Other Conditions & Exposures

Expert reports about Other Conditions & Exposures


INFORMATION FOR WOMEN WHO HAVE GESTATIONAL DIABETES DURING PREGNANCY OR BREASTFEEDING

                                                                                                                                                

What is gestational diabetes?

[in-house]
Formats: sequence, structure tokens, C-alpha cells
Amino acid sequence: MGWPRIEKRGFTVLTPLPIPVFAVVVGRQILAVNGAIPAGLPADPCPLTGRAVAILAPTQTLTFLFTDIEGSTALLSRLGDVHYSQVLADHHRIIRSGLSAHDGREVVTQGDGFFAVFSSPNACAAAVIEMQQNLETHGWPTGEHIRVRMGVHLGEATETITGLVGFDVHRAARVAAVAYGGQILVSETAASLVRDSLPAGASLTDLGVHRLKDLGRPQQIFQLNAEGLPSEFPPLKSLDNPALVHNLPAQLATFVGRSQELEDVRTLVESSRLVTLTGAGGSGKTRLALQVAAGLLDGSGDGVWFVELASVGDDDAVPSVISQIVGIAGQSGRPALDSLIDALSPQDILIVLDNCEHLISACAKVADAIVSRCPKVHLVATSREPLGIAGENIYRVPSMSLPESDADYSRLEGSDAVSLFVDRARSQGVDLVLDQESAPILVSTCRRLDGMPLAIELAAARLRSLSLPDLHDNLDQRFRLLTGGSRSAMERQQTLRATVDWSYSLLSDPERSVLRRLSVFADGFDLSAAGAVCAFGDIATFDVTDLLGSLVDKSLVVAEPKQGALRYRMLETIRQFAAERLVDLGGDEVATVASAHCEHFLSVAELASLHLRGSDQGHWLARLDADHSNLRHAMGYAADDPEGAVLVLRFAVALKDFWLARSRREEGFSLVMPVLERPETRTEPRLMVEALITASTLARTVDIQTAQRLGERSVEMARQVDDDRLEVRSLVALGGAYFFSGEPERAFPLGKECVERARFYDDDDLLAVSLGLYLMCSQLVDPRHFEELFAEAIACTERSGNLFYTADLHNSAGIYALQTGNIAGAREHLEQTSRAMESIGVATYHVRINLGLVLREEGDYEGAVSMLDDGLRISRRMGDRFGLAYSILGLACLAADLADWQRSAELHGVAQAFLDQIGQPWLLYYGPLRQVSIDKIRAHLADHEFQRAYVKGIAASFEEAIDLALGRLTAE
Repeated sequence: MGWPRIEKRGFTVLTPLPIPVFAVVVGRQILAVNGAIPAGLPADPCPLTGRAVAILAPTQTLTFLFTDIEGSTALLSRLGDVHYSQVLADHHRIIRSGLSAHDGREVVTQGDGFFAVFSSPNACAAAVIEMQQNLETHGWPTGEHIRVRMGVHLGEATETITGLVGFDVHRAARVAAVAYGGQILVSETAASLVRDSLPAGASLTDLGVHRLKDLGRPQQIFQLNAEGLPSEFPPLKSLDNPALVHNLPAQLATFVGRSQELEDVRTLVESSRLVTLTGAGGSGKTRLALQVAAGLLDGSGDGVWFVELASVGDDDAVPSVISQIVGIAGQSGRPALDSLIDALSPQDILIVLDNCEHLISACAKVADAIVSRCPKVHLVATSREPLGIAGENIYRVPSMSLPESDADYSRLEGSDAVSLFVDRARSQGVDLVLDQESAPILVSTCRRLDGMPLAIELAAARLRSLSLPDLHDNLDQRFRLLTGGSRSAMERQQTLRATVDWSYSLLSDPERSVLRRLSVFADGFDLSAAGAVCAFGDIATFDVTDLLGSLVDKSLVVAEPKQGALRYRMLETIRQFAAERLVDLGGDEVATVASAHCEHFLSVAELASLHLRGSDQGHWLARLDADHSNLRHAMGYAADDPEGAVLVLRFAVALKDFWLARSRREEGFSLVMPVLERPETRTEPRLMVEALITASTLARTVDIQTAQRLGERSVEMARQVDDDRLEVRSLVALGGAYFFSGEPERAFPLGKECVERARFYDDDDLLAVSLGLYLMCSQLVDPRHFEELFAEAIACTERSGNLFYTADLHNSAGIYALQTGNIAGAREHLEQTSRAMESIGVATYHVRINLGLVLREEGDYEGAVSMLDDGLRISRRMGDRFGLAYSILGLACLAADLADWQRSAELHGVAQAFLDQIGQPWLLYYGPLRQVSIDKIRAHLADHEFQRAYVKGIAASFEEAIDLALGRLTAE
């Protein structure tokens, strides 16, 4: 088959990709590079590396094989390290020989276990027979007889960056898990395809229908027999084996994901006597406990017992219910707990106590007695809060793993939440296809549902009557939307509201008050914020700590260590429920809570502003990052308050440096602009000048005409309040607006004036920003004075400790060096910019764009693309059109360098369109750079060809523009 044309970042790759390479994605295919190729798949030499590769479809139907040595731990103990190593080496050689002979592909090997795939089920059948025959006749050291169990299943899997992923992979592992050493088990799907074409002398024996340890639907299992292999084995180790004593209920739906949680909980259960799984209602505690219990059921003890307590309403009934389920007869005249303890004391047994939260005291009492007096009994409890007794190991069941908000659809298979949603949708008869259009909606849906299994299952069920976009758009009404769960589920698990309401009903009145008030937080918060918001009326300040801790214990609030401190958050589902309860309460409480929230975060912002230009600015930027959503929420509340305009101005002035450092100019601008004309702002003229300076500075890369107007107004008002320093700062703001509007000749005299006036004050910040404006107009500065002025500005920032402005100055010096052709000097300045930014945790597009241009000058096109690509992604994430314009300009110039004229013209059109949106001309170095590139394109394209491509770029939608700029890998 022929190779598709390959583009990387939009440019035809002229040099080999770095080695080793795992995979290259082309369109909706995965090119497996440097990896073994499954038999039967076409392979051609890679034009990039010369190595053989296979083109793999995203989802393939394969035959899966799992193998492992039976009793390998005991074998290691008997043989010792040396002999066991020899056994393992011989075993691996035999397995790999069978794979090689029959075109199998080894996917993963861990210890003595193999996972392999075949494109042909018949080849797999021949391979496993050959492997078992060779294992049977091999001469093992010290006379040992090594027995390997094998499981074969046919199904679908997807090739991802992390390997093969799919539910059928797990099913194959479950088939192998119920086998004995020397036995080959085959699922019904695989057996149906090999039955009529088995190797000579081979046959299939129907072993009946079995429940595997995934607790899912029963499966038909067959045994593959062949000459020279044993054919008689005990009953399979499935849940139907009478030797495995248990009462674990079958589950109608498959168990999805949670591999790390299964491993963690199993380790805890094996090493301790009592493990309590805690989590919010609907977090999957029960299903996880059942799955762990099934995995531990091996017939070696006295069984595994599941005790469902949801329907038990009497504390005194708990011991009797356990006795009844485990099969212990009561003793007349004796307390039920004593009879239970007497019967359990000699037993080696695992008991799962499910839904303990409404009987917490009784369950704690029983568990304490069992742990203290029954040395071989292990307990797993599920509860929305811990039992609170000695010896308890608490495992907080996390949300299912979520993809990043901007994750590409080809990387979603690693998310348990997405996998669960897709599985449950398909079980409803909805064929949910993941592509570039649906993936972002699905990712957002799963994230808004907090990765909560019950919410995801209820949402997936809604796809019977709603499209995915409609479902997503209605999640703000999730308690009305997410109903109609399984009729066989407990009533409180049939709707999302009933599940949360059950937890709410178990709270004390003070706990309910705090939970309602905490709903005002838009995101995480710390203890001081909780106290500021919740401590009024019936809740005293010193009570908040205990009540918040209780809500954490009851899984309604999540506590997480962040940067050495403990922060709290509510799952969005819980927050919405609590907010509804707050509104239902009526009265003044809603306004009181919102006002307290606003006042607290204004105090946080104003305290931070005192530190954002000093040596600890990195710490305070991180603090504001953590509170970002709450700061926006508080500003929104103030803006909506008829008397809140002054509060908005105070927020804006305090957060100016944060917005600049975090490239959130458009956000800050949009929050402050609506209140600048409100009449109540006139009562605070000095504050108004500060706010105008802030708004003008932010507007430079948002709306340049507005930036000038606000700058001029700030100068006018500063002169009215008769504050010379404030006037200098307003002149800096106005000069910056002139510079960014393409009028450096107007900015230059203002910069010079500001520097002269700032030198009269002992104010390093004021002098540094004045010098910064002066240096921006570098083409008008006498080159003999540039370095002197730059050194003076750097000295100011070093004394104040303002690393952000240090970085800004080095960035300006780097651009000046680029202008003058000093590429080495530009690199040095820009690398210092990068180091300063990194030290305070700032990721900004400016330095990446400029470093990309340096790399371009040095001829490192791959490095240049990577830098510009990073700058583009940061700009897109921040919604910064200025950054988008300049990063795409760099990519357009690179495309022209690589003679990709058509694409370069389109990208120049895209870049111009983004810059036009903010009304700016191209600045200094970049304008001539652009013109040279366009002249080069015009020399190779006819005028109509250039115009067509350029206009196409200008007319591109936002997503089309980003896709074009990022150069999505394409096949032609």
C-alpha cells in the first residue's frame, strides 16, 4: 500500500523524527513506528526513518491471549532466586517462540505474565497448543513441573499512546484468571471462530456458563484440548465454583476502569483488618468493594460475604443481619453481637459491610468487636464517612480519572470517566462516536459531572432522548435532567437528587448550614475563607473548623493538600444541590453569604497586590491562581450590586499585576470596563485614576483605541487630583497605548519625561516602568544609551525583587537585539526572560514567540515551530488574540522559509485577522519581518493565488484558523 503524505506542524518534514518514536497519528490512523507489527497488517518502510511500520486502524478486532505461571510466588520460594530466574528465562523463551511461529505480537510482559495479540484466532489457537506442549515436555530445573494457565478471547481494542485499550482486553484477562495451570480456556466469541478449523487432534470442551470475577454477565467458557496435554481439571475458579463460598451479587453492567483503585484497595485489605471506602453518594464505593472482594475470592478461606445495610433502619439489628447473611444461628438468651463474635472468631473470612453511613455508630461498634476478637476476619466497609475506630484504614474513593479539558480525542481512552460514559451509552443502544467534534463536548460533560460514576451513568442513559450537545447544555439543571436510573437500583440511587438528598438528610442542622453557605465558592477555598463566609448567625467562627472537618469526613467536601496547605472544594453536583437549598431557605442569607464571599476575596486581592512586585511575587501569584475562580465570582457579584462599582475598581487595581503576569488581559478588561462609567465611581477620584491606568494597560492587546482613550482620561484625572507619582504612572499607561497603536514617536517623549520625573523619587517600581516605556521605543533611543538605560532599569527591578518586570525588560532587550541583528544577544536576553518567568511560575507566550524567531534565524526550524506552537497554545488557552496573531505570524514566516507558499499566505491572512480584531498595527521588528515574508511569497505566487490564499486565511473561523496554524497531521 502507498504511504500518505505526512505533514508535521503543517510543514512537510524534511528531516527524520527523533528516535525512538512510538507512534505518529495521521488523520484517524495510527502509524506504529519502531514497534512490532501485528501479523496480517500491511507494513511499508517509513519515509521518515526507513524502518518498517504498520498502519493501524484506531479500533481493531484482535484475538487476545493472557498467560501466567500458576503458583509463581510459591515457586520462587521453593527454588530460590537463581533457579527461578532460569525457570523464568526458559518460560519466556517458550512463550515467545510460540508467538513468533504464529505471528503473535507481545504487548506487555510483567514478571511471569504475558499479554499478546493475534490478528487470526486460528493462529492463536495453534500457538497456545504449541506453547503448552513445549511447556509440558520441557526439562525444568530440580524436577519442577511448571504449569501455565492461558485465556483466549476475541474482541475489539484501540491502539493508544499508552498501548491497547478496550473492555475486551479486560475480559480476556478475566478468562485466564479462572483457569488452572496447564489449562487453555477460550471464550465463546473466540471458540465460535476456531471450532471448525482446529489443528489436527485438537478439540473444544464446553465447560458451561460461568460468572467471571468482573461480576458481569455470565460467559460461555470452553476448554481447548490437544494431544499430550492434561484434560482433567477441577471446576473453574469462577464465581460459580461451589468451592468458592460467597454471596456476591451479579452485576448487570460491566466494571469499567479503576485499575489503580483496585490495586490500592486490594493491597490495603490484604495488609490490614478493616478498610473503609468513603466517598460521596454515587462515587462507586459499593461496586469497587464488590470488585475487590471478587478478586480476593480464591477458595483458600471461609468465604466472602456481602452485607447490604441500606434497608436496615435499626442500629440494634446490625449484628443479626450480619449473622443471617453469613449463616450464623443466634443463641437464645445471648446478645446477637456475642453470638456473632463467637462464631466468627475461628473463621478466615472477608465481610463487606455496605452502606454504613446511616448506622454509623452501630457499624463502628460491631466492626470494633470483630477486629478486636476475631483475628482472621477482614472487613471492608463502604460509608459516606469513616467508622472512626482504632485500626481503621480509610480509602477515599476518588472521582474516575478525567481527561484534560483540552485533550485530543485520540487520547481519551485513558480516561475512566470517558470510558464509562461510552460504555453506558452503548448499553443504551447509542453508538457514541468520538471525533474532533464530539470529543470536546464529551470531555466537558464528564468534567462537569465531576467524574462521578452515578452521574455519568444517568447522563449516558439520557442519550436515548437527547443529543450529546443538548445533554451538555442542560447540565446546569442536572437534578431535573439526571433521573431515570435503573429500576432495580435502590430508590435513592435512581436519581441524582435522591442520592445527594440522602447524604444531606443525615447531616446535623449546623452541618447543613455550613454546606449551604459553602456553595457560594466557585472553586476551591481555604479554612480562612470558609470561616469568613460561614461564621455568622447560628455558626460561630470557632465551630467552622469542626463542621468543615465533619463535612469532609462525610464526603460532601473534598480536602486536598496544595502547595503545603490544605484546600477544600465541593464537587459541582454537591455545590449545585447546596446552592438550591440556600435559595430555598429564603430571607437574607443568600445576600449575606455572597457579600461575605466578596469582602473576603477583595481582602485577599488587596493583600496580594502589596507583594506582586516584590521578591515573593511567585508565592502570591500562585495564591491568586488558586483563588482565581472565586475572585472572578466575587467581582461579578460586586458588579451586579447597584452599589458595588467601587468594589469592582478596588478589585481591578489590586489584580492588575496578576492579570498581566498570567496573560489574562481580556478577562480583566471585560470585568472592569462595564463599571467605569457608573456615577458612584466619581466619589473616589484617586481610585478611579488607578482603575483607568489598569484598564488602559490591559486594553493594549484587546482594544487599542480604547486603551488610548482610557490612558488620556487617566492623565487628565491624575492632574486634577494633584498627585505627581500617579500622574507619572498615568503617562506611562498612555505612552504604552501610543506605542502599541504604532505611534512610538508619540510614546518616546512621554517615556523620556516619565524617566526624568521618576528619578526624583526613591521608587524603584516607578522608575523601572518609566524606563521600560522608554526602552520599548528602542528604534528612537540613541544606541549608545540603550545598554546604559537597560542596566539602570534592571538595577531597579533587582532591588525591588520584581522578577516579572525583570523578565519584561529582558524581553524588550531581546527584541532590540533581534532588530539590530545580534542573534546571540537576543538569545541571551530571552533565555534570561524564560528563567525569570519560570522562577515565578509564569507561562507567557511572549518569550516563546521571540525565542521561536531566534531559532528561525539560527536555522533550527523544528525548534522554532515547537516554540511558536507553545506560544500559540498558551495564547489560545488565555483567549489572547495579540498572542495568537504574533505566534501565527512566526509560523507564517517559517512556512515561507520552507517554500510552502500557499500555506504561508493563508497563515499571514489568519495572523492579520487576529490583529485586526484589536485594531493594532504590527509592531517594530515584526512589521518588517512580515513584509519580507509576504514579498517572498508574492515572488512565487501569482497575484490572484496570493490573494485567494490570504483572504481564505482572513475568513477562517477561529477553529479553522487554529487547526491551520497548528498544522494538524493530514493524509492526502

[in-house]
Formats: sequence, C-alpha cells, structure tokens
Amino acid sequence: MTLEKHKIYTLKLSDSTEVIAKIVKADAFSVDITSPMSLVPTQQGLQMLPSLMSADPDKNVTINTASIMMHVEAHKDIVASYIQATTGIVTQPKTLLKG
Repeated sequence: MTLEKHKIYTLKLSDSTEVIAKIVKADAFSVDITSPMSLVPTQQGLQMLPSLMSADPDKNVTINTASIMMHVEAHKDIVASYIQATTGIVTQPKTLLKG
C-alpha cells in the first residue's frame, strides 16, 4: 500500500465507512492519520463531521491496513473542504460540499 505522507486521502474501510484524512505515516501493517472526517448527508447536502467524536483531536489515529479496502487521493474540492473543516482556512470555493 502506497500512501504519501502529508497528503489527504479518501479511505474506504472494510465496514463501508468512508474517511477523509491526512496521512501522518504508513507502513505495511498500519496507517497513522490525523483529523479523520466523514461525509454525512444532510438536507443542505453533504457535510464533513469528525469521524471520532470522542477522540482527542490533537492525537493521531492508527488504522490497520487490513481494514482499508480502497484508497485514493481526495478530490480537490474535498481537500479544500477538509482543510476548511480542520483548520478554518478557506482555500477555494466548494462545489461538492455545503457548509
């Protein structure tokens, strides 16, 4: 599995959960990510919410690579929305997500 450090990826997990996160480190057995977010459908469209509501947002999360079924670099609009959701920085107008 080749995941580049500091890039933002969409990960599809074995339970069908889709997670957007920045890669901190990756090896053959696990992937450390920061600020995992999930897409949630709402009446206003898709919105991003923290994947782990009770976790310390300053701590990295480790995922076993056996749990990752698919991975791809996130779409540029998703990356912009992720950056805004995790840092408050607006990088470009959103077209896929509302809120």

Gestational diabetes (more accurately called gestational diabetes mellitus) is diabetes (your body has trouble managing sugar) that develops during pregnancy and then goes away, as opposed to diabetes that you have before pregnancy (pre-gestational diabetes) that continues and often worsens during pregnancy and diabetes that is first noticed in pregnancy and that continues long after. Gestational diabetes is the result of a hormone from the placenta, called human placental lactogen (hPL) or human chorionic somatomammotropin (hCS). Along with the hormones estrogen and cortisol, hPL interferes with the effects of insulin, the hormone that helps your cells, especially muscle cells, absorb glucose (sugar) from the blood. This causes hyperglycemia (high blood sugar), meaning that the concentration of blood sugar, glucose, increases in your blood, as your pancreas pumps out increasing amounts of insulin. Because hPL comes from the placenta, which does not reach a large size until the middle of pregnancy, gestational diabetes is not a condition that you can have in early pregnancy. Rather, it begins typically around the late second trimester.


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